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Dior’s Fall/Winter runway show touched on themes of renewal and rebirth in the spirit of T. S. Eliot’s The Waste Land. Creative director, Kim Jones brought in Robert Pattinson and Gwendoline Christie to recite T.S. Eliot’s melancholic poem written in the aftermath of World War I. A piece of English Literature pivotal to British modernist poetry, the poem merges the legend of the Holy Grail and the Fisher King with snippets of contemporary British society.

As the river Thames assimilates into the Seine so does the ancient flow of history, the eddies and flows of water, steady, mutable and regenerating, reflect those of fashion, including Dior’s Winter collection where flux, movement and ease are central themes of a complex collection honouring the past, present and future of the French couture house. Jones expressed that he wished to explore “the regeneration of the House after the death of Mr. Dior, and it’s rejuvenation with Yves Saint Laurent – his chosen heir.”

Drawing a parallel in literature, through water imagery and themes in The Waste Land, Jones’ winter offering mainly draws upon Yves Saint Laurent’s Spring/Summer 1958 debut collection. Bridging traditional British tailoring, haute couture and casual wear, silhouettes are softened, curved and presented in an array of soft tones. Models walked past massive screens screening the faces of Pattison and Christie filmed by Baillie Walsh. There were pale, neutral colours, embroidered jackets and sweaters, seafarer’s Aran knits, twills, yellow oilskin raincoats, and sou’westers. Jones also incorporated animal prints, wide cuts and chiffon scarves as a tribute to Saint Laurent.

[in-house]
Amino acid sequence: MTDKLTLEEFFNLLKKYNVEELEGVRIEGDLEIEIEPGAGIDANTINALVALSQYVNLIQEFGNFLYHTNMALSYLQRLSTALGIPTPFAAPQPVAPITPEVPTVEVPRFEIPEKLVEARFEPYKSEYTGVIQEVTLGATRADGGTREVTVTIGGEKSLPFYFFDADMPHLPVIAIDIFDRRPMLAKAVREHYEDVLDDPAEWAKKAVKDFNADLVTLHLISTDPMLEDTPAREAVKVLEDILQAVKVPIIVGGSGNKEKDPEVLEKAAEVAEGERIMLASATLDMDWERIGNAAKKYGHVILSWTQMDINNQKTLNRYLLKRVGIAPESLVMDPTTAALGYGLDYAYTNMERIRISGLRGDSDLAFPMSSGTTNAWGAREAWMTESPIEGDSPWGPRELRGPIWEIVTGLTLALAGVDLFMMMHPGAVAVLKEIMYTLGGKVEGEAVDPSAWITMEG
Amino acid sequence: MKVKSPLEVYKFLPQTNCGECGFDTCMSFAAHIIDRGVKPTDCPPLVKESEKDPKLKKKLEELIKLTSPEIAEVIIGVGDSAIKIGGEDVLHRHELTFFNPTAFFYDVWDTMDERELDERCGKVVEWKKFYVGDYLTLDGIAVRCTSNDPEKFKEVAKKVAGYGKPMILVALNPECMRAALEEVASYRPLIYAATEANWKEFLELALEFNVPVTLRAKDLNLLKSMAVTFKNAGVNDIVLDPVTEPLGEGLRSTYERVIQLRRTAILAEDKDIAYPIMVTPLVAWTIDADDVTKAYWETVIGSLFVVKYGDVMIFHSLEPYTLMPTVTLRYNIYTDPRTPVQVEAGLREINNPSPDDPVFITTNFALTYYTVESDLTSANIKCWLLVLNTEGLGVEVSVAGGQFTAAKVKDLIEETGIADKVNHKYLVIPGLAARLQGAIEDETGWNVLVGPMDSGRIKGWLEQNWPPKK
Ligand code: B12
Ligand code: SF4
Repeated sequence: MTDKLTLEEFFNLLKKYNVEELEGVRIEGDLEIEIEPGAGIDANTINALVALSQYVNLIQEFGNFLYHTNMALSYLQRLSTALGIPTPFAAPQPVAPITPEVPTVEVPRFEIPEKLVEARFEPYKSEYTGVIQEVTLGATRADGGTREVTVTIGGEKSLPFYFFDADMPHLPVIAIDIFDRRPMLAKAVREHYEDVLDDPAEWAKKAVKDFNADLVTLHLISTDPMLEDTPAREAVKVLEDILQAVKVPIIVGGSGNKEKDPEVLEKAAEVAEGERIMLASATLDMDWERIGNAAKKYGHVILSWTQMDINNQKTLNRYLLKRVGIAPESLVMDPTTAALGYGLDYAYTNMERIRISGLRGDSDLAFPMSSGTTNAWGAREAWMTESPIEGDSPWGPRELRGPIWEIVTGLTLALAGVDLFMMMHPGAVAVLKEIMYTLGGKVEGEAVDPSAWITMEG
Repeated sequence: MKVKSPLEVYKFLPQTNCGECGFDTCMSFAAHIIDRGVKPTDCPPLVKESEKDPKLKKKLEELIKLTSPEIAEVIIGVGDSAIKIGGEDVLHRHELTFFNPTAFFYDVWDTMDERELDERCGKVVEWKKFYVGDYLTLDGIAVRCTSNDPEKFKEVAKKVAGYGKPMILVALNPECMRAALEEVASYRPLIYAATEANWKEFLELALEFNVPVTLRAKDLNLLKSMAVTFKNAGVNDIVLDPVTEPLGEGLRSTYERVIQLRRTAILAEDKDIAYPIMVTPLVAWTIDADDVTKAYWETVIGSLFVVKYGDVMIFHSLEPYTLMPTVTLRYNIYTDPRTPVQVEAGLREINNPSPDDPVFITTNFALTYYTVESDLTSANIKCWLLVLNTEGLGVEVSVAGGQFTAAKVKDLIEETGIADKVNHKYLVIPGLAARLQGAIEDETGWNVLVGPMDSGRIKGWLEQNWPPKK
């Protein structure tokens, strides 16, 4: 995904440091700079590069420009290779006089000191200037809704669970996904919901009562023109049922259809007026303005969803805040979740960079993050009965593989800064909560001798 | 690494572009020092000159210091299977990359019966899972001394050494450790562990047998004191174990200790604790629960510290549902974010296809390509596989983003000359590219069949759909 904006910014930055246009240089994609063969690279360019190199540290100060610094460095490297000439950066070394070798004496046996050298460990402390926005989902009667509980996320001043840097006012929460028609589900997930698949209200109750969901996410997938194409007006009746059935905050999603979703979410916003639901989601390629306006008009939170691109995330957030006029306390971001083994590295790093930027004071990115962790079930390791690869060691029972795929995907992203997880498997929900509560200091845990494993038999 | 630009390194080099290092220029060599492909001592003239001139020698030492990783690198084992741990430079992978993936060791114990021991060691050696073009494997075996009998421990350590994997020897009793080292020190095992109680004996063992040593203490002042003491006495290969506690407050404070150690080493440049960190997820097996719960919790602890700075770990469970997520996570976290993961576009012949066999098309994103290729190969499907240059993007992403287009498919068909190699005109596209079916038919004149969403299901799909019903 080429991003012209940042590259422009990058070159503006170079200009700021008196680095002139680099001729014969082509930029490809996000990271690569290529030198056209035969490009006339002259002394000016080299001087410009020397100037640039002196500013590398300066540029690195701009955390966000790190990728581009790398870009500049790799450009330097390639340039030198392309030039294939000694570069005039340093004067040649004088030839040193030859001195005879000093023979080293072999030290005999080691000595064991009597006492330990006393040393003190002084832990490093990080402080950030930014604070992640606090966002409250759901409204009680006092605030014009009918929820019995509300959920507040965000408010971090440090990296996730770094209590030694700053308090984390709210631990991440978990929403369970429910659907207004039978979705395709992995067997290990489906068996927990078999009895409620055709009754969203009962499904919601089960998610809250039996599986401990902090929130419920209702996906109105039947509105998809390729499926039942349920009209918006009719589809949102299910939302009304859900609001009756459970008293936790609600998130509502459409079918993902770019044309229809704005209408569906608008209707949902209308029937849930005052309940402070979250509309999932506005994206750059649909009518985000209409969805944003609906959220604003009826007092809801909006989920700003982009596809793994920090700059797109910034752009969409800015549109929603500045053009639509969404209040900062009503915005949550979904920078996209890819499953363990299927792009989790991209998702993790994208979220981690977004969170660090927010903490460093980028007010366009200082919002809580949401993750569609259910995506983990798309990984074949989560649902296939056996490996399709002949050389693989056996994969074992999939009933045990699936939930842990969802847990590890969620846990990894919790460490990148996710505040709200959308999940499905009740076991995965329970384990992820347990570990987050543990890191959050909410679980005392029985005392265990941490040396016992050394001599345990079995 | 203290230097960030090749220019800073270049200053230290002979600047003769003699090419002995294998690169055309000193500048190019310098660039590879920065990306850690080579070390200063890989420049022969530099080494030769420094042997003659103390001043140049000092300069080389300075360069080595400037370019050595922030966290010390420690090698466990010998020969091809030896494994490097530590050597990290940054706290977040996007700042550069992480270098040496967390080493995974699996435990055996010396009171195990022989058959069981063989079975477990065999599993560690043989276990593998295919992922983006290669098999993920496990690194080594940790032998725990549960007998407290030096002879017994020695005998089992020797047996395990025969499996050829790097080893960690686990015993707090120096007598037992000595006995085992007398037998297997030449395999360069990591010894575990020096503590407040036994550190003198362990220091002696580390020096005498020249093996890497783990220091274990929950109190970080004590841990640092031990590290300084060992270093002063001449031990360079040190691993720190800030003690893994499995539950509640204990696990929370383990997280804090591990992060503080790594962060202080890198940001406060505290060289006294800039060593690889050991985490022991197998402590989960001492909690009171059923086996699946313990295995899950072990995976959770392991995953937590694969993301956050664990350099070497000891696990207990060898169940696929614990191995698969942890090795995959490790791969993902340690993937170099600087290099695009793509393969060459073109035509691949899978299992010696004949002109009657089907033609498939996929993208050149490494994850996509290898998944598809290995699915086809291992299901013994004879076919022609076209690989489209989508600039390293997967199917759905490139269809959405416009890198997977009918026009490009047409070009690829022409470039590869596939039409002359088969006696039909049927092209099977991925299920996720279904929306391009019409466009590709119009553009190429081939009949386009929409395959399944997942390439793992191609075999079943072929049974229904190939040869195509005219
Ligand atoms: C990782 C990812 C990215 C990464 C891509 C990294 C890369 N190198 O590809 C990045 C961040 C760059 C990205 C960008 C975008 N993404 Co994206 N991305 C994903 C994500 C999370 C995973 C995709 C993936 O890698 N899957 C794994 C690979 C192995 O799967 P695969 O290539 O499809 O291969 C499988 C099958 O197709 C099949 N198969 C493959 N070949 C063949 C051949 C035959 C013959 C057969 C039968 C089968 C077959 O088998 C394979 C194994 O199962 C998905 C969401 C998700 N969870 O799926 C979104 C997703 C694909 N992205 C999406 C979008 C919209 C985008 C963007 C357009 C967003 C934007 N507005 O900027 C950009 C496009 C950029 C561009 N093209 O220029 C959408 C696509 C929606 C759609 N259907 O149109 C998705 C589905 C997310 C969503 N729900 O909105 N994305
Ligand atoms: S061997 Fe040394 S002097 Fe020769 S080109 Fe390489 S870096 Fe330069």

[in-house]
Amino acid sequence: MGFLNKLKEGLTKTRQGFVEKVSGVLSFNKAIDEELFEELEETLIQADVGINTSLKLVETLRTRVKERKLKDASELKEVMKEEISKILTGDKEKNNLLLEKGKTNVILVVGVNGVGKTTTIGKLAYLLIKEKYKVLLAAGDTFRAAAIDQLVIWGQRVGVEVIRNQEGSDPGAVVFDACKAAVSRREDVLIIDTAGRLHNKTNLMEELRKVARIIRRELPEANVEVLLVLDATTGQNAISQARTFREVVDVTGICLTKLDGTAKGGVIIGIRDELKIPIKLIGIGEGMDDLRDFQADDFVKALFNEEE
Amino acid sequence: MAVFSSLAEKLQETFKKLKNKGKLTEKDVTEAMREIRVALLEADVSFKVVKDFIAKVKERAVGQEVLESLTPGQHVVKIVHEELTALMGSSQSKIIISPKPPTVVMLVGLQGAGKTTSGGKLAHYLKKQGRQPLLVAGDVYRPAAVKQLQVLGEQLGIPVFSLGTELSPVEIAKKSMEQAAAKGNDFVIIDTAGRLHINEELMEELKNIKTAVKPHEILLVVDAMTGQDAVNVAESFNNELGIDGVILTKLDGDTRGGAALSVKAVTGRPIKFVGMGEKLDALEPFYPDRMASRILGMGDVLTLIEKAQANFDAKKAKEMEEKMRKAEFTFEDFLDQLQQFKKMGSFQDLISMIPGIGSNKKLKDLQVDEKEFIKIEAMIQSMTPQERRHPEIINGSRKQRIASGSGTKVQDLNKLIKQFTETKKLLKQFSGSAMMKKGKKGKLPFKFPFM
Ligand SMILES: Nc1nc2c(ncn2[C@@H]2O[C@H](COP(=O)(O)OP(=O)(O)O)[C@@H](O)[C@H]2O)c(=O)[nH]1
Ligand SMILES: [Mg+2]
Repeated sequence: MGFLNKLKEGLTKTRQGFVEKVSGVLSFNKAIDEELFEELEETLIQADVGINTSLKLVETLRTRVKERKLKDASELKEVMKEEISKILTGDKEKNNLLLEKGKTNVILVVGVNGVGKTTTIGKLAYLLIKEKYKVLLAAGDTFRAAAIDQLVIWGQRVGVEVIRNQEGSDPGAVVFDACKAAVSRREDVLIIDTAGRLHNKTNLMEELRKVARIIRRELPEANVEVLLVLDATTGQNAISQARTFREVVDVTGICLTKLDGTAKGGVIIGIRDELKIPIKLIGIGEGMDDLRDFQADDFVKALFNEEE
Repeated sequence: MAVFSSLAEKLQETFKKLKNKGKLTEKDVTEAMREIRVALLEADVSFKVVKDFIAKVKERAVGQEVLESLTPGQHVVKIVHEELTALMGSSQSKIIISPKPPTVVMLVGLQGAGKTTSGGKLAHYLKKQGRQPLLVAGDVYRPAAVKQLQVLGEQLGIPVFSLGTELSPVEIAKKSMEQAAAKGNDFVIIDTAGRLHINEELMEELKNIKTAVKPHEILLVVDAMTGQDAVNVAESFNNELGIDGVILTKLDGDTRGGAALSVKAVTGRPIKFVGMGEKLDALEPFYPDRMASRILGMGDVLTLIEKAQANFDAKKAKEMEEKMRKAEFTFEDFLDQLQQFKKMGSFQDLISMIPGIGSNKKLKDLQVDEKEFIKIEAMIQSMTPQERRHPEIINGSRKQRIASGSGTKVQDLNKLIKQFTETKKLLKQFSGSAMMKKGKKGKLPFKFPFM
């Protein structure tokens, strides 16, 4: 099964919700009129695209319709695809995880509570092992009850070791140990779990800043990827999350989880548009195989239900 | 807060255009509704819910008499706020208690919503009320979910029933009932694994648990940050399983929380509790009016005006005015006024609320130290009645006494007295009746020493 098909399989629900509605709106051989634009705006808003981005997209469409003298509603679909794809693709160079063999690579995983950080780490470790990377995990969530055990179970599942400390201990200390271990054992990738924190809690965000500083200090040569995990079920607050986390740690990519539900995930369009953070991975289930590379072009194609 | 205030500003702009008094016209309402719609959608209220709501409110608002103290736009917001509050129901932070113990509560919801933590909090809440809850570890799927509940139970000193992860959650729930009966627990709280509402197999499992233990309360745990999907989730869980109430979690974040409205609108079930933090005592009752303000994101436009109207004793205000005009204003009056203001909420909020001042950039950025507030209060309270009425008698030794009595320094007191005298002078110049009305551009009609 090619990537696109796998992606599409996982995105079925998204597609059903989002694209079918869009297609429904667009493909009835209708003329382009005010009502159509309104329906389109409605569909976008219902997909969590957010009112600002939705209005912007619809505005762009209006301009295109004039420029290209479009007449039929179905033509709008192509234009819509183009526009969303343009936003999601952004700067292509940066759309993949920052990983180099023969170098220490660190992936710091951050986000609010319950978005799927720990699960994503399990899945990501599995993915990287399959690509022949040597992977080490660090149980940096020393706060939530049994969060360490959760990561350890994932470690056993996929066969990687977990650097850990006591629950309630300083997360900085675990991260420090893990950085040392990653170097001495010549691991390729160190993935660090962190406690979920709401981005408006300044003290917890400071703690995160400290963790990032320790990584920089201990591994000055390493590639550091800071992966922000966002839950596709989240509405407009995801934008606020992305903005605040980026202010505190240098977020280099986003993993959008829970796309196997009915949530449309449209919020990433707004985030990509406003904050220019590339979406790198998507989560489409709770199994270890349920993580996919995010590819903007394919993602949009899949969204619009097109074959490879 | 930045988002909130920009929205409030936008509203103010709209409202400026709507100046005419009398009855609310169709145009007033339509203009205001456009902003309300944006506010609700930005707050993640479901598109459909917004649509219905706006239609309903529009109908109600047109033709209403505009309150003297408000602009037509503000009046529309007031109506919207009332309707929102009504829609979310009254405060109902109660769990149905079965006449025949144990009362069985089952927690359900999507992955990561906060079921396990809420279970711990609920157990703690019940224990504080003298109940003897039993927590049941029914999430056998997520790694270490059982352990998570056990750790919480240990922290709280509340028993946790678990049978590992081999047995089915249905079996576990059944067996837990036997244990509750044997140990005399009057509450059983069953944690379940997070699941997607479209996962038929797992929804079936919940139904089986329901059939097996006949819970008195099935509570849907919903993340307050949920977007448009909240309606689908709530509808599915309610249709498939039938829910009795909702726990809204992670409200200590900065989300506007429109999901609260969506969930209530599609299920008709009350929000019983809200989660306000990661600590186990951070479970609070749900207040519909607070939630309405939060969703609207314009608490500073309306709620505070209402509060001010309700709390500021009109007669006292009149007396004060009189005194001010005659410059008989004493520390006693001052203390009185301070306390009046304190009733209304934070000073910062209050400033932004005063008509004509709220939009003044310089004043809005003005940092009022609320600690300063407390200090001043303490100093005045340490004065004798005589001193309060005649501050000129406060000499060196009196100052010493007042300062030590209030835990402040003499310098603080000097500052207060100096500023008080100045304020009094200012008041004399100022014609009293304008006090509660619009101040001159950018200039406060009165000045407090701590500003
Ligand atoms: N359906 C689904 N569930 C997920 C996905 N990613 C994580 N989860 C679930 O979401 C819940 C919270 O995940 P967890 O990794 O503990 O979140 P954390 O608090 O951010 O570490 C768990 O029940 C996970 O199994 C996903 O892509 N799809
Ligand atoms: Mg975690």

Giving us a glimpse into the future of the house, Jones assimilates Dior’s women’s silhouettes into his menswear collections incorporating a range of skirts and shorts so wide that they mimic the former. Minimal and utilitarian silhouettes extended the reach of the house’s savoir-faire to contemporary levels, echoing Saint Laurent’s quest for modern simplification. As such, all of Jones’ offerings can be metamorphosed by the wearer to achieve the desired degree of excess and practicality.

Nur Rezai-Mah

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